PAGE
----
Are you a hero? If you take an online first aid course, you could become a hero when you least expect it. Knowing first aid can help you save a life, reduce the impact of injury, or even just provide comfort until medical attention is available.
There are some must-know first aid tips that are simple but can provide huge relief to you, your friends, family, co-workers, and community.
- Cuts and Scrapes
When a friend accidentally drops a wine glass and rushes to pick up the pieces only to cut themselves. You see the blood gushing. What do you do?
First, wash your hands. Then, grab a clean cloth and gently apply pressure to the site of the cut. It could take 3 to 15 minutes for the bleeding to stop.
When the bleeding has stopped, clean it under lukewarm running water without getting soap inside the wound. If there is any glass in the wound, remove with tweezers that you’ve cleaned in alcohol. Don’t use hydrogen peroxide or iodine. Pat the wounded area dry, apply some petroleum jelly to keep the surface moist and cover the wound with gauze.
You’re enjoying an ice cream cone while walking barefoot on the boardwalk at the beach when Zing! You feel a splinter from the wood plank pierce your tender foot.
Before you pick at it, wash your hands with soap and water. Use a pair of tweezers sterilized with alcohol to gently pull the splinter out. Wash the wounded area with soap and water again.
A burn can come from contact with fire, hot water, corrosive chemicals, electric currents, and most common of all, the sun. The first step in treating a minor burn is to put it under cool running water. Then wrap the burned area with a wet, cool compress. If you see blisters, don’t break them!
Apply a moisturizer to the burned area and loosely wrap with gauze. Over the counter pain relievers can help reduce the pain of a burn.
- Heat Exhaustion
Sweating is a body’s natural mechanism to cool off. But there are some situations of extreme heat and humidity when your body simply can’t keep up. This is when heat exhaustion or even heat stroke can occur.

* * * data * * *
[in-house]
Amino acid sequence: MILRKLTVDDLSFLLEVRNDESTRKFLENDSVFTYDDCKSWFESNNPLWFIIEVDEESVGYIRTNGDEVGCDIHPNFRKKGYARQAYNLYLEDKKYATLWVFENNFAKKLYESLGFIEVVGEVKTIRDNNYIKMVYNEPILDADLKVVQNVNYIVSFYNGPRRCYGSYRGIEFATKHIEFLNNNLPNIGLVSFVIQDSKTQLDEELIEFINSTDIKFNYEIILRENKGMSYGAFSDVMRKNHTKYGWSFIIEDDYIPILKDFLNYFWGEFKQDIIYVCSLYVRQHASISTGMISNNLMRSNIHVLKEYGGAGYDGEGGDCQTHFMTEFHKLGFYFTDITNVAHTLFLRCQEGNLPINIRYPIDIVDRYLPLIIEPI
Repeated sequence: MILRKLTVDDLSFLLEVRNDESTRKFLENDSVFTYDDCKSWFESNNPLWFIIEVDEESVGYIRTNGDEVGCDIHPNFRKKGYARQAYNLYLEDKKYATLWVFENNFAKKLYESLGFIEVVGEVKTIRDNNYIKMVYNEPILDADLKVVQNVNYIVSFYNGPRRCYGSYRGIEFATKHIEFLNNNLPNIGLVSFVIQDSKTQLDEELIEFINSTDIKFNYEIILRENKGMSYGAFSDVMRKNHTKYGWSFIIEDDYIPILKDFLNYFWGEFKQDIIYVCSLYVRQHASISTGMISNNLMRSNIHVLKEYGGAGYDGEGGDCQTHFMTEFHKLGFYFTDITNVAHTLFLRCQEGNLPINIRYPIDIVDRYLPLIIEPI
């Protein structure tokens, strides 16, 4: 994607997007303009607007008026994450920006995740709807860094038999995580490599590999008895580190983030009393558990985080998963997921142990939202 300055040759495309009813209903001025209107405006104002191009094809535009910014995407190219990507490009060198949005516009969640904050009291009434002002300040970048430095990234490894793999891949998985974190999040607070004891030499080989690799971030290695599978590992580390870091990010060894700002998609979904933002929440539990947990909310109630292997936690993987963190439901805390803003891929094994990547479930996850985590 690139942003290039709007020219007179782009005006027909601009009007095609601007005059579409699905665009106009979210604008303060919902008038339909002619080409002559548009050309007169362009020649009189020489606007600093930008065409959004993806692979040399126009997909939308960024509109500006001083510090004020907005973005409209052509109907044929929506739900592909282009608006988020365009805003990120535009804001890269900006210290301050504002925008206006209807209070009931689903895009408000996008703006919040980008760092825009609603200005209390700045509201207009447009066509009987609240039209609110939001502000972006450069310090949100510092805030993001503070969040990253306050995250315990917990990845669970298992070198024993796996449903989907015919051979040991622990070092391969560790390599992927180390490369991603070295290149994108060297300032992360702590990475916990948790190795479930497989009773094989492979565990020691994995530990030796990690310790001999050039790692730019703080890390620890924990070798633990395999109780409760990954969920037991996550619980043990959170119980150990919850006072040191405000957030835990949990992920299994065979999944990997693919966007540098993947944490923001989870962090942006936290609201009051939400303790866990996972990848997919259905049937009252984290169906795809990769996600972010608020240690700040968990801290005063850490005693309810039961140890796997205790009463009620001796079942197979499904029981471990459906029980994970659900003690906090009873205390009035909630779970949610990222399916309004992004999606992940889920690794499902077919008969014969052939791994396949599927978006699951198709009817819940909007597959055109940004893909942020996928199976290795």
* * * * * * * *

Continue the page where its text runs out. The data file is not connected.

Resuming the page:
Symptoms of exhaustion can include muscle cramps, weakness, nausea, a fast heartbeat, heavy sweating, and dizziness. If you suspect heat illness, first get the person to a cool area. Elevate their legs to get the blood flowing to the heart. Remove any tight-fitting clothes. Apply cools towels to the skin.
If possible, take a cool bath. Putting cold packs in the armpits can help the body cool down more quickly.
If possible, take their temperature. If it’s greater than 104 degrees, they could be suffering from heatstroke and medical assistance is needed right away.
- Insect bite or sting
Many insect bites are annoying but harmless. But some can be very serious if you have an allergy or if the insect happens to be a tick.
In the case of a bee sting, check to see if a stinger was left in the skin. If so, use a fingernail to gently scrape the skin’s surface to remove the stinger. Don’t use tweezers as this might squeeze more venom out of the stinger.
In the case of a tick attached to your skin, use fine-tipped tweezer to grasp the tick. Pull up and away from the skin without jerking or pressure. You don’t want pieces of the tick to break off and stay in the skin. After removal, cleanse the area and your hands with alcohol.
The first step in helping a person with a nosebleed is to get them to sit upright. It’s tempting for them to tilt their head back to prevent blood from dripping, but don’t let them!
First, have the person lean forward. Pinch the end of their nose just above the nostrils. They should breathe through their mouth. Continue to pinch the nose with constant pressure for ten to fifteen minutes.
First Aid Kit and Training
Your first aid kit – or your hero kit – should contain some very basic items. At a minimum, you should include:
- Rubbing alcohol
- Petroleum jelly
- Bottled water
- Instant cold compress
The first aid tips we’ve reviewed here are for minor accidents and injuries. If you want to be prepared for more serious situations that require CPR or the Heimlich maneuver, do some research about first-aid resources courses in your area. This helpful training can make all the difference between life and death.
Are You Prepared to Be a Hero?
Accidents are frightening. Whether you’re the victim or a witness, you have a fight or flight reaction. If you’re prepared with first aid tips and a simple kit, you can be a survivor!